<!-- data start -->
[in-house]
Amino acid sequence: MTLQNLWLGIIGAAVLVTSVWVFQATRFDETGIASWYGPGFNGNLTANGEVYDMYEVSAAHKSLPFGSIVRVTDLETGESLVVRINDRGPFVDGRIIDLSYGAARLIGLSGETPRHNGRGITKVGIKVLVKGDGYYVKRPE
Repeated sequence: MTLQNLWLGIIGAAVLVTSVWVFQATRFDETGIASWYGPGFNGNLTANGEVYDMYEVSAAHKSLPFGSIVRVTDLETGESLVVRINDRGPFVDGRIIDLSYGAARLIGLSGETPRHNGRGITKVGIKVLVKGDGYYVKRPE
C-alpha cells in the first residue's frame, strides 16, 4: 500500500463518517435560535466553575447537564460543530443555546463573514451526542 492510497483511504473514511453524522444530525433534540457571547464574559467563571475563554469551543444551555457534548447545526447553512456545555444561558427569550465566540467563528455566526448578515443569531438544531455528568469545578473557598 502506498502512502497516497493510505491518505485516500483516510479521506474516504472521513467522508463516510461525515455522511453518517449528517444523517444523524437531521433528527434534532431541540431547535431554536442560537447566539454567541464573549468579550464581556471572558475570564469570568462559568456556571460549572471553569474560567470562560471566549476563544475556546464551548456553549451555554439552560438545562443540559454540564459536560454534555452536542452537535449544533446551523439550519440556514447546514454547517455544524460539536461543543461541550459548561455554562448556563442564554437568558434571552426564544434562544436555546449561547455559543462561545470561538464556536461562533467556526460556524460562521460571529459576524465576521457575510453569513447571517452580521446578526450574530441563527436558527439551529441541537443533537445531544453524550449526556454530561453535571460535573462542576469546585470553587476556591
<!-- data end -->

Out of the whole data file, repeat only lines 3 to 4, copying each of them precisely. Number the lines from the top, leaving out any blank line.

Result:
Repeated sequence: MTLQNLWLGIIGAAVLVTSVWVFQATRFDETGIASWYGPGFNGNLTANGEVYDMYEVSAAHKSLPFGSIVRVTDLETGESLVVRINDRGPFVDGRIIDLSYGAARLIGLSGETPRHNGRGITKVGIKVLVKGDGYYVKRPE
C-alpha cells in the first residue's frame, strides 16, 4: 500500500463518517435560535466553575447537564460543530443555546463573514451526542 492510497483511504473514511453524522444530525433534540457571547464574559467563571475563554469551543444551555457534548447545526447553512456545555444561558427569550465566540467563528455566526448578515443569531438544531455528568469545578473557598 502506498502512502497516497493510505491518505485516500483516510479521506474516504472521513467522508463516510461525515455522511453518517449528517444523517444523524437531521433528527434534532431541540431547535431554536442560537447566539454567541464573549468579550464581556471572558475570564469570568462559568456556571460549572471553569474560567470562560471566549476563544475556546464551548456553549451555554439552560438545562443540559454540564459536560454534555452536542452537535449544533446551523439550519440556514447546514454547517455544524460539536461543543461541550459548561455554562448556563442564554437568558434571552426564544434562544436555546449561547455559543462561545470561538464556536461562533467556526460556524460562521460571529459576524465576521457575510453569513447571517452580521446578526450574530441563527436558527439551529441541537443533537445531544453524550449526556454530561453535571460535573462542576469546585470553587476556591